Leviticus 1-2

Leviticus 1‑2  •  8 min. read  •  grade level: 7
EV 1-2{ Mamma. Well Sophy, shall we go on with our talks about the Bible?
Sophy. Oh, please Mamma, I am longing to hear about the children of Israel getting into the beautiful land, and I am sure God was glad when His people were there, because He loved them so much, M. True, Sophy, it is God's delight to see His people rejoicing in the place where His love puts them. But we shall find that the history of His people was always a sorrowful story— though the story of God's love to them was always bright and wonderful.
We have seen how God created man in His own likeness; and. how man disobeyed God, and was driven out from His presence, and from the tree of life; and that man had this awful judgment written upon himself, and upon his children "Thou shalt surely die." Then we saw how God’s grace came in, and gave a promise to the child of the woman, and God kept that promise always before Him, for He had planned long before He made the world, and long before Adam had sinned, that He would bring in eternal life, instead of the life that Adam lost by sin. And you remember how God taught Abel that another who had done no sin must die instead of him; and Abel offered up a lamb to God. But all men had not faith like Abel, and they followed the advice of Satan, and kept far away from God.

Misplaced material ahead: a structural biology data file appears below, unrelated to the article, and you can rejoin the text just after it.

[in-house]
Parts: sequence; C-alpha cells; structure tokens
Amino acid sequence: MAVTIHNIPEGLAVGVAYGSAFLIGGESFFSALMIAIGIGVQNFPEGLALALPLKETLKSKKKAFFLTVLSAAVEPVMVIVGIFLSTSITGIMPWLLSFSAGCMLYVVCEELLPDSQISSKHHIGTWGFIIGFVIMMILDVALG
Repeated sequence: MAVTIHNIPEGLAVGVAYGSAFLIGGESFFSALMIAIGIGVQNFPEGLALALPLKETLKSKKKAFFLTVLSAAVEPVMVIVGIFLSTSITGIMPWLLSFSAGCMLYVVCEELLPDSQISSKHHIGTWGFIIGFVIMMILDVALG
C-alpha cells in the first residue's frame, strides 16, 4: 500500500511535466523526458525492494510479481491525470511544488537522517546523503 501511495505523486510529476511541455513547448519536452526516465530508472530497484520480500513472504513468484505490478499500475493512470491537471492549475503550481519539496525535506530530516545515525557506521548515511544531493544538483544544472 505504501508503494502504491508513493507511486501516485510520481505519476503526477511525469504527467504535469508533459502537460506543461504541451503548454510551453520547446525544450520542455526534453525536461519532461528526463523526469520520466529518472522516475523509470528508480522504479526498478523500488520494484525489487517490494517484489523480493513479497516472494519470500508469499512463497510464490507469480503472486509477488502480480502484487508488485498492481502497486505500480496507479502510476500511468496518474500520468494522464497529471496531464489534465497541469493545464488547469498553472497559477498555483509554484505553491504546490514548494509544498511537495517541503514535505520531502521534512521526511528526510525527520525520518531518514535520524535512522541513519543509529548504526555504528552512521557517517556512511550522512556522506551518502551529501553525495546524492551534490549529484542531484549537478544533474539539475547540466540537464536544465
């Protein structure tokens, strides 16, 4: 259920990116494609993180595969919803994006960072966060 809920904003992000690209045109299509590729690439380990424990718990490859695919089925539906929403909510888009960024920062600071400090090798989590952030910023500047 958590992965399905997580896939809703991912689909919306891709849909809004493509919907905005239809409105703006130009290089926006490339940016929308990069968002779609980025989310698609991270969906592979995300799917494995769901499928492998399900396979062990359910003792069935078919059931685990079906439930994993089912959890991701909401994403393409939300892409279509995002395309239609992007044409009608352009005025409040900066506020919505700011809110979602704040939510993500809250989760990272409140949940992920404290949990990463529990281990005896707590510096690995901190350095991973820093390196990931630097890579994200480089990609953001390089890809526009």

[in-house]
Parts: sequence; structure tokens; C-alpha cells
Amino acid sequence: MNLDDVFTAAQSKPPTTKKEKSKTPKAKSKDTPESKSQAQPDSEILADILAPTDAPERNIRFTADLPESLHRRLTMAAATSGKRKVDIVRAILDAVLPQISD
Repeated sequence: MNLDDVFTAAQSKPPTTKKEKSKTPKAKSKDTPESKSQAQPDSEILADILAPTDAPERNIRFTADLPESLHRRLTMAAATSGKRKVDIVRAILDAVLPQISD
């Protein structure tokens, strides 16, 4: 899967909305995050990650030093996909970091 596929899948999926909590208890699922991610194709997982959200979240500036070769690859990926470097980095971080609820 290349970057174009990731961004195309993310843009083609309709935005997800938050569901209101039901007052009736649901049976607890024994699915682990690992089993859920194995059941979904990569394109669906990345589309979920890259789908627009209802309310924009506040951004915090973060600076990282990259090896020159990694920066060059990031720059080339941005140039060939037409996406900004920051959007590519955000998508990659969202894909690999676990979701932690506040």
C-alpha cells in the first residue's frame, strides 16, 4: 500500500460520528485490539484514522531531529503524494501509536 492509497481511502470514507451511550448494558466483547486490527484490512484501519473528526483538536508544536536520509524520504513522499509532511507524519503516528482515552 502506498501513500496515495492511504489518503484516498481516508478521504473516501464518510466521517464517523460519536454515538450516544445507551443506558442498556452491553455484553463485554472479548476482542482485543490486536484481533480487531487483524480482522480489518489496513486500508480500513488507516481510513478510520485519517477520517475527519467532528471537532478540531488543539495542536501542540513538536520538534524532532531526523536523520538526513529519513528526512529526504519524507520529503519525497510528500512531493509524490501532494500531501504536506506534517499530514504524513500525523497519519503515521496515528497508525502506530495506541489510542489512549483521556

Then God close out one man; who was he?
S. Abram—who left all his own people, and his own country, to go to the land that God told him of.
M. Yes. And you have heard all the wonderful works the Lord did to Abraham and to his children. How He kept them separate from all the nations of the earth, as He says; He led them about, He instructed them, and He kept them as the apple of His eye! Then He taught them, from the glory where He dwelt, the pattern of the tabernacle they were to set up for Him on earth; and when it was finished He carne down to sanctify it by His glory, and to dwell among His people in holiness. But SIN was not put away, so there was a vail to hide God's throne; and the priests, and mediator, and brazen altar, told the sinner that God was a holy God. Yet God chose His people to know Him, and therefore He made a way for them to come to Him, by sacrifices and offerings; and it is about these that I shall have to tell you next; for when the Lord laid come clown to the tabernacle, and filled it with His glory, He called to Moses, and spoke to him about the way the people might approach Him.
S. Were they going on to on to Canaan all the time?